Singapore (CU)_ Singapore started marketing its first green bond to generate up to S$2.4 billion ($1.7 billion) with a 50-year tenor, joining governments from South Korea to Egypt in an effort to finance the fight against climate change. Due to the volatility of the financial markets, the country’s 2072 maturing debt is being sold for the first time through a syndicate. According to a close source familiar with the subject who requested anonymity, initial price discussions were in the 3.15 percent range. According to the data, while Singapore does not have a conventional 50-year bond, the yield on its conventional 30-year paper was 2.8% last week.
According to Winson Phoon, chief of fixed income research at Maybank Securities, “This offers an opportunity to accumulate ultra long duration with some yield pickup over the 30-year, although the 30y/50y spread is not expected to be much”. Despite the fact that long-term bonds have taken a blow this year owing to rising interest rates, the market has been gradually recovering interest in long duration due to fears of a US recession. According to the website of the Monetary Authority of Singapore, official price and yield information would be published later.
The nation entered the global market for sustainable debt rather late. Europe is the dominating market for issuance, and Asian financial hub Hong Kong obtained HK$20 billion ($2.5 billion) from retail investors through its first green bond earlier this year. According to Tamami Ota, head of the sustainable finance research unit at Daiwa Institute of Research Ltd, “Singapore is an international financial center, and just like Hong Kong, Singapore knows that the green element is important”. In an effort to promote itself as an environmental finance hub, the country is already promoting sustainable issuance through a program that finances the sustainability certification of bonds and loans issued by businesses. However, according to statistics, its local currency green debt market is smaller than that of Asian financial hub Hong Kong.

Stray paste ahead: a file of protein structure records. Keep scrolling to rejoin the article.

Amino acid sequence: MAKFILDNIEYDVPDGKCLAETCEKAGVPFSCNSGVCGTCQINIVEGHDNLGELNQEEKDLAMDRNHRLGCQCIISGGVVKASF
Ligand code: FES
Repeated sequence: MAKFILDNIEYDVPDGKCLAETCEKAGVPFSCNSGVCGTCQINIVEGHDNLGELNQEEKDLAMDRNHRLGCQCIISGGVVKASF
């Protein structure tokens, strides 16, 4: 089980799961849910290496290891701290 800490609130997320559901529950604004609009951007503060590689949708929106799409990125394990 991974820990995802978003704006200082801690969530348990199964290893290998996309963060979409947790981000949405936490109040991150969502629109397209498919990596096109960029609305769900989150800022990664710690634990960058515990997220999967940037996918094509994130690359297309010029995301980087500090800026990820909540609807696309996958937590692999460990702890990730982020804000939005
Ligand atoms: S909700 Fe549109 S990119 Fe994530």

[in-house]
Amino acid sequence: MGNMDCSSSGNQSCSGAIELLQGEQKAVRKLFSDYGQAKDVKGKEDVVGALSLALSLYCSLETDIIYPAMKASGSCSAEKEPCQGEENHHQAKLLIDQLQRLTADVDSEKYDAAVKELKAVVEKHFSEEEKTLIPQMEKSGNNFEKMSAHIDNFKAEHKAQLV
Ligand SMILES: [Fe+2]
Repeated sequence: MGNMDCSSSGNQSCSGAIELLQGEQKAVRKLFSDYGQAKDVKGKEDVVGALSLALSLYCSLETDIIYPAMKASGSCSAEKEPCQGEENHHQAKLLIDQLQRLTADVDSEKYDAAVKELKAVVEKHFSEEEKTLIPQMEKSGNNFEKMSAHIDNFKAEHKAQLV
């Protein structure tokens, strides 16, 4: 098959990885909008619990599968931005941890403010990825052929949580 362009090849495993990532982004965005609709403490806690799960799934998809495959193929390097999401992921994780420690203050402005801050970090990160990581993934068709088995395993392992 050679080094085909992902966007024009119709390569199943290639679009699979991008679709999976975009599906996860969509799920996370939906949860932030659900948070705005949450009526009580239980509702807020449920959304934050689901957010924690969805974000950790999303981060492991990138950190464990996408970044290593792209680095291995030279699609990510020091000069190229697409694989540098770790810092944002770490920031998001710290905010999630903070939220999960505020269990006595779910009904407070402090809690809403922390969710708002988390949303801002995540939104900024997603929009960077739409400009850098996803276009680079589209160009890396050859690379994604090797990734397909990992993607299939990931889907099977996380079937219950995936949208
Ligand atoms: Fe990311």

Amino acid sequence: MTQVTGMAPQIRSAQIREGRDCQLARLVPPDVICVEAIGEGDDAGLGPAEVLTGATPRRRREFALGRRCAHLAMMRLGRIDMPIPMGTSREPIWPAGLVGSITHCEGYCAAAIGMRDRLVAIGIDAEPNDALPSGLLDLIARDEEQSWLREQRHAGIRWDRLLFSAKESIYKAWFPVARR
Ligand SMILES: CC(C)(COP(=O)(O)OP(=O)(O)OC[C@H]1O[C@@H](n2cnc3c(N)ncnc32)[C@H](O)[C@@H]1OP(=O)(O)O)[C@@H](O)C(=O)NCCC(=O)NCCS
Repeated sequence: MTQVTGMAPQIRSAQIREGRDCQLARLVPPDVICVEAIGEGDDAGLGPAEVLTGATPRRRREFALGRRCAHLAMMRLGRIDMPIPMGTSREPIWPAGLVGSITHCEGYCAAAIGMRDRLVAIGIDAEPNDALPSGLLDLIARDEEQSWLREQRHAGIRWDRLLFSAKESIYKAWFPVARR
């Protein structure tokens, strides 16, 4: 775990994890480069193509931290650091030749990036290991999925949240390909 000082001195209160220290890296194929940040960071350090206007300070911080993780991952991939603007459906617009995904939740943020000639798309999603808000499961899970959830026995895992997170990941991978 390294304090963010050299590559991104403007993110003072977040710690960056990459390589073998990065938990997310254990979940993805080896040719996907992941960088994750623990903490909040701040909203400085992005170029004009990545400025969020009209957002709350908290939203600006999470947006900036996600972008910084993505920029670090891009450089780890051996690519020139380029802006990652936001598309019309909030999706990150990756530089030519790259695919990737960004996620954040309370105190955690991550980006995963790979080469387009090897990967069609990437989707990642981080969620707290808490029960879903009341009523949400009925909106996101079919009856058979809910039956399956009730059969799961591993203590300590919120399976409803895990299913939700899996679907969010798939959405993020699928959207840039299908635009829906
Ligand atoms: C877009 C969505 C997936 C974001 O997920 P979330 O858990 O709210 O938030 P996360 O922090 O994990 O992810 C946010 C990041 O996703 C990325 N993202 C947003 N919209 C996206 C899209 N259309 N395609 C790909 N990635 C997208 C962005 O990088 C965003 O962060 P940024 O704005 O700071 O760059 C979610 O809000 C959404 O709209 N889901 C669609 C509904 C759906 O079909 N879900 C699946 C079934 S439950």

The first green bond issued by Singapore will support the expansion of its electric train network. It comes under the government’s ambition to collect around S$35 billion in finance for environmental initiatives by 2030. Officials have already established rules for sustainable investments, describing what constitutes a green investment. DBS Bank Ltd., Deutsche Bank AG Singapore Branch, The Hongkong and Shanghai Banking Corporation Limited Singapore Branch, Oversea-Chinese Banking Corporation Limited, and Standard Chartered Bank (Singapore) Limited are the bookrunners for the syndication.